Lack of legislation by Government deters SMEs from pursuing green policies to hit Net Zero
A perceived lack of leadership from Government is deterring UK small and medium-sized enterprises (SMEs) from implementing plans to reduce the environmental impact of their business, according to new research.
The Barriers To Net Zero study by Rimm Sustainability, a global B2B sustainability solutions provider, found that UK SMEs - representing about 5.5 million businesses or 99 per cent of firms with a critical role in switching to a net zero economy - largely regarded becoming more sustainable as expensive and time consuming.
About 50 per cent of the SMEs questioned in the research identified cost as an issue, with many of them saying investing in a strategy to transition to net zero emissions produced little positive impact on sales and revenues or actually caused an increase in costs and overheads.
And in a significant setback to the Government’s commitment to Build Back Greener by achieving Net Zero by 2050, almost a quarter of SMEs had no plans to embark on a journey to sustainability because there was no regulatory or legal requirement.
Although various funding schemes are available, the research revealed alarmingly low awareness and uptake of 13 schemes that provide sustainability support for SMEs, The Office For Zero Emission Vehicles (OZEV): Workplace Charging Scheme was the only one that most companies were aware of or had accessed, and accounted for just 11 of respondents.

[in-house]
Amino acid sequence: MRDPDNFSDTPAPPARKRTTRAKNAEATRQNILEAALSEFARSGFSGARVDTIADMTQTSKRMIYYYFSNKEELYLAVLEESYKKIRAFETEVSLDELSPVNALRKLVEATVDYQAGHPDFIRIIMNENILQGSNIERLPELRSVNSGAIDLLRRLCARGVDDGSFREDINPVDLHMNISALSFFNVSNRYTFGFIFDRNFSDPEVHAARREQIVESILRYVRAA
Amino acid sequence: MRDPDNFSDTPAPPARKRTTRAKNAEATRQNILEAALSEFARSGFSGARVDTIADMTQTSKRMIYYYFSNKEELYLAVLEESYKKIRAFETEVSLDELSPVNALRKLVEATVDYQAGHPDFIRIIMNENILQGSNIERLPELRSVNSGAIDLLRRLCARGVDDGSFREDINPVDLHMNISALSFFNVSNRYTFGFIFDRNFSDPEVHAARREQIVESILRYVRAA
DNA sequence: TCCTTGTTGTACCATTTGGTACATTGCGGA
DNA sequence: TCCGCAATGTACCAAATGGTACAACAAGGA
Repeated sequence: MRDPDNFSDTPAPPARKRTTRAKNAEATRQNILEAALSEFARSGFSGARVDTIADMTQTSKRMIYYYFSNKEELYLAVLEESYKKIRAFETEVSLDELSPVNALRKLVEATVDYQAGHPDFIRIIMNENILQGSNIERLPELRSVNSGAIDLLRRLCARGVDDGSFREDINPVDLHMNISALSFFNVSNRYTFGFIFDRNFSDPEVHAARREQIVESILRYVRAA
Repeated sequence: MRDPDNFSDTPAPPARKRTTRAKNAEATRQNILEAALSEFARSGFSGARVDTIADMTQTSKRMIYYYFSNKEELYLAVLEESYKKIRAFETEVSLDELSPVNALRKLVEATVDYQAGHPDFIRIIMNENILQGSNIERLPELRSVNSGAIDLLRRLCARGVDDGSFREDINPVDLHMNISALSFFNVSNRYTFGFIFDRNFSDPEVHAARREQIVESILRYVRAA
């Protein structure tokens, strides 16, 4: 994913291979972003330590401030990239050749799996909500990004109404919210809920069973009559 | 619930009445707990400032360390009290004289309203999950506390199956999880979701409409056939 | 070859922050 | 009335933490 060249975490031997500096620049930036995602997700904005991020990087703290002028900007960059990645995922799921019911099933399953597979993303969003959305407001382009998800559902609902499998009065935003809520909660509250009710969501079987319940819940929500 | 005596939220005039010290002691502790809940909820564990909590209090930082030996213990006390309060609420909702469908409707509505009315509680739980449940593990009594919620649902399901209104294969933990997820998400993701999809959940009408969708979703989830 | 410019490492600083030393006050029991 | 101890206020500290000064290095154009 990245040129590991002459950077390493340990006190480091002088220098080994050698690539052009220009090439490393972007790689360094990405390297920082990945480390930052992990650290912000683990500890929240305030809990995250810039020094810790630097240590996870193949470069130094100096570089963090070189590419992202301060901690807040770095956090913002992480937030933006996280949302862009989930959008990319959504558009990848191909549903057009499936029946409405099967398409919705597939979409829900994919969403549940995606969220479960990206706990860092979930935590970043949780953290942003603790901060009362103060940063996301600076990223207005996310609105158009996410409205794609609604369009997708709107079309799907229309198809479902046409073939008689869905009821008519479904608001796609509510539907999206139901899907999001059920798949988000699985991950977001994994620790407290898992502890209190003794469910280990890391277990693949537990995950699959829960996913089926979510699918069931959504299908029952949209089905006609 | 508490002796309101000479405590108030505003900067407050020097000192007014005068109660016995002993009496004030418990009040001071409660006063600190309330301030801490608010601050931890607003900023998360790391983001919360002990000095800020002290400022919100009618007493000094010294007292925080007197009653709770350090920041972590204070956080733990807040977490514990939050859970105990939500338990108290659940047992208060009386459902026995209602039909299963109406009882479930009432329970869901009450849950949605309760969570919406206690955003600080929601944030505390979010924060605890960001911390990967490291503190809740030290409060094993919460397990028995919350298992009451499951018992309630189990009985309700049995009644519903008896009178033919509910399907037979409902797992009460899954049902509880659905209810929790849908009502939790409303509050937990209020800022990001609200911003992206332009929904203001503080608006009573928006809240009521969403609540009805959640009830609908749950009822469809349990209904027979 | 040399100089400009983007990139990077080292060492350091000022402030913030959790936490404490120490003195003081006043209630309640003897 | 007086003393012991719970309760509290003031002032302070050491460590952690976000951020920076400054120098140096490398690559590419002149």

This ignorance and poor uptake of financial backing did not however equate to apathy towards tools and solutions to develop Net Zero strategies - more than a quarter (28 per cent) of SMEs wanted to adopt a carbon calculator while the same percentage were interested in interactive dashboards and reports to reflect emissions output and energy efficiency. One in five respondents wanted to access educational resources and training programmes and a further 20 per cent were interested in engaging staff in Net Zero strategies.
In contrast to the idea that a business’ net zero journey will be financially challenging, Rimm Sustainability has developed a virtual platform which assumes the role of a sustainability officer: myCSO. The cost-effective platform assesses, and measures green performance then provides guidance on how a business can further enhance its environmental strategy and credentials.
The aim of the platform is to provide businesses with a system which enables them to act in an environmentally friendly way and to unlock the commercial benefits this brings.
Ravi Chidambaram, chief executive officer and founder of Rimm Sustainability, said: “The results of our research do not make good reading for Government officials.
“With pressure mounting on SMEs to improve their sustainability, questions must also be asked of the Government, with SME perceptions of the level of support they are being given considered.
“As has proved to be a constant theme throughout the research, it is not an absence of interest or intent that is holding SMEs back, rather it is an absence of support or awareness of available support. Cost needn’t be the barrier it first seems. Solutions like our myCSO platform have been specifically designed to remove cost as an obstacle for growing businesses but deliver the competitive advantage of a greener, more sustainable business over competitors.”
To encourage greater commitment to investigating and implementing environmentally friendly policies, Mr Chidambaram urged UK SMEs to monitor and understand government regulations including legislation on areas including carbon emissions, waste management, energy efficiency and supply chain transparency - because by doing so, businesses ensure compliance and avoid penalties.
Mr Chidambaram concluded: “Overall, a picture emerges of an SME sector that understands the importance of sustainability but feels it lacks the knowledge, tools and support to make more meaningful progress. If a Net Zero UK by 2050 is the goal, addressing the issue must become a priority.”